Sperm whales are uniquely shaped, with humongous, block-shaped heads that house the largest brains in the animal world. Like other cetaceans, sperm whale babies rely on their mother's milk for sustenance in their first year or two. And also like other cetaceans, a sperm whale mama's nipple is inverted—it doesn't stick out from her body like many mammals, but rather is hidden inside a mammary slit.

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Images courtesy of John Scully, Walden University, Ingrid Scully
True

Since March of 2020, over 29 million Americans have been diagnosed with COVID-19, according to the CDC. Over 540,000 have died in the United States as this unprecedented pandemic has swept the globe. And yet, by the end of 2020, it looked like science was winning: vaccines had been developed.

In celebration of the power of science we spoke to three people: an individual, a medical provider, and a vaccine scientist about how vaccines have impacted them throughout their lives. Here are their answers:

John Scully, 79, resident of Florida

Photo courtesy of John Scully

When John Scully was born, America was in the midst of an epidemic: tens of thousands of children in the United States were falling ill with paralytic poliomyelitis — otherwise known as polio, a disease that attacks the central nervous system and often leaves its victims partially or fully paralyzed.

"As kids, we were all afraid of getting polio," he says, "because if you got polio, you could end up in the dreaded iron lung and we were all terrified of those." Iron lungs were respirators that enclosed most of a person's body; people with severe cases often would end up in these respirators as they fought for their lives.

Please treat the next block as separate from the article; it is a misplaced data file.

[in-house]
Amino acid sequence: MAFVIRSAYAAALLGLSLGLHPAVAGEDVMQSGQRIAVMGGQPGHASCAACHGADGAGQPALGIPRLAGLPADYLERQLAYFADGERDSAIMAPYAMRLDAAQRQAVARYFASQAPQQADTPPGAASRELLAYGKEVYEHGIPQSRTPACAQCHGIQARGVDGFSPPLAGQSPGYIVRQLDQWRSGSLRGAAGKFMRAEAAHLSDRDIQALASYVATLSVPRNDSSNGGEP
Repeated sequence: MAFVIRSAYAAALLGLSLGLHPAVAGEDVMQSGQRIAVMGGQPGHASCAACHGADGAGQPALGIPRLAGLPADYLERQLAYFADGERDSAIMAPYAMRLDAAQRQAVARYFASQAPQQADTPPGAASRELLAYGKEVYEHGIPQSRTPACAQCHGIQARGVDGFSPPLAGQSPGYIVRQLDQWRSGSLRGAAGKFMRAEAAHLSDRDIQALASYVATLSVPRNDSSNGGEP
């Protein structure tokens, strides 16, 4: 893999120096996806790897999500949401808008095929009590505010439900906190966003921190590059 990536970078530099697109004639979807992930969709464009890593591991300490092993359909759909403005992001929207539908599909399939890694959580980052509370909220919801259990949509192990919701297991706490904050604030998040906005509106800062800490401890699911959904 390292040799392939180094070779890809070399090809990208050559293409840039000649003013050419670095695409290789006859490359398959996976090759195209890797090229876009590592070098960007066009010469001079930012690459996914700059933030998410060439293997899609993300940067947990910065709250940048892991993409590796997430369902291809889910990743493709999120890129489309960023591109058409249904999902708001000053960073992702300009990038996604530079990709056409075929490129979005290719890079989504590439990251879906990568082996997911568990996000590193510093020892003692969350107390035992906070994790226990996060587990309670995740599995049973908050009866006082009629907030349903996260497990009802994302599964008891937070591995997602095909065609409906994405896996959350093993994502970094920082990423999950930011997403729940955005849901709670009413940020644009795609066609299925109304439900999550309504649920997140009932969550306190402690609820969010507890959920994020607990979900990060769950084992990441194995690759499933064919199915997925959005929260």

John remembers going to see matinee showings of cowboy movies on Saturdays and, before the movie, shorts would run. "Usually they showed the news," he says, "but I just remember seeing this one clip warning us about polio and it just showed all these kids in iron lungs." If kids survived the iron lung, they'd often come back to school on crutches, in leg braces, or in wheelchairs.

"We all tried to be really careful in the summer — or, as we called it back then, 'polio season,''" John says. This was because every year around Memorial Day, major outbreaks would begin to emerge and they'd spike sometime around August. People weren't really sure how the disease spread at the time, but many believed it traveled through the water. There was no cure — and every child was susceptible to getting sick with it.

"We couldn't swim in hot weather," he remembers, "and the municipal outdoor pool would close down in August."

Then, in 1954 clinical trials began for Dr. Jonas Salk's vaccine against polio and within a year, his vaccine was announced safe. "I got that vaccine at school," John says. Within two years, U.S. polio cases had dropped 85-95 percent — even before a second vaccine was developed by Dr. Albert Sabin in the 1960s. "I remember how much better things got after the vaccines came out. They changed everything," John says.

Keep Reading Show less